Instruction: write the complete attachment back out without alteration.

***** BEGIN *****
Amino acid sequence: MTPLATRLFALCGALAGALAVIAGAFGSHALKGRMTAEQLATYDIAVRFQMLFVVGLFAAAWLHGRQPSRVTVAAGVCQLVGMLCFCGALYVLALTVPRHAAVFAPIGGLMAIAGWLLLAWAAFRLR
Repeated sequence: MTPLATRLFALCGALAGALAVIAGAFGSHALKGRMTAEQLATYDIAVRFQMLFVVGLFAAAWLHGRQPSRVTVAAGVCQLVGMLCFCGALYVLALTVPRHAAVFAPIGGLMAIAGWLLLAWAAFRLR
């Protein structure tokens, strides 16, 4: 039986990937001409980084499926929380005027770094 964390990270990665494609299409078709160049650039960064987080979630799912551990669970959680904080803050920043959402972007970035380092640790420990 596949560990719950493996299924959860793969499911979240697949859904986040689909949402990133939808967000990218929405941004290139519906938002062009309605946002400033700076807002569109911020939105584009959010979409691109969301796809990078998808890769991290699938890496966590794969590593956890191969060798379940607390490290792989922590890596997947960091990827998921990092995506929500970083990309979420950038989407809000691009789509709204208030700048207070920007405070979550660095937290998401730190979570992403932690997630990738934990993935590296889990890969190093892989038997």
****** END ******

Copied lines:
Amino acid sequence: MTPLATRLFALCGALAGALAVIAGAFGSHALKGRMTAEQLATYDIAVRFQMLFVVGLFAAAWLHGRQPSRVTVAAGVCQLVGMLCFCGALYVLALTVPRHAAVFAPIGGLMAIAGWLLLAWAAFRLR
Repeated sequence: MTPLATRLFALCGALAGALAVIAGAFGSHALKGRMTAEQLATYDIAVRFQMLFVVGLFAAAWLHGRQPSRVTVAAGVCQLVGMLCFCGALYVLALTVPRHAAVFAPIGGLMAIAGWLLLAWAAFRLR
């Protein structure tokens, strides 16, 4: 039986990937001409980084499926929380005027770094 964390990270990665494609299409078709160049650039960064987080979630799912551990669970959680904080803050920043959402972007970035380092640790420990 596949560990719950493996299924959860793969499911979240697949859904986040689909949402990133939808967000990218929405941004290139519906938002062009309605946002400033700076807002569109911020939105584009959010979409691109969301796809990078998808890769991290699938890496966590794969590593956890191969060798379940607390490290792989922590890596997947960091990827998921990092995506929500970083990309979420950038989407809000691009789509709204208030700048207070920007405070979550660095937290998401730190979570992403932690997630990738934990993935590296889990890969190093892989038997």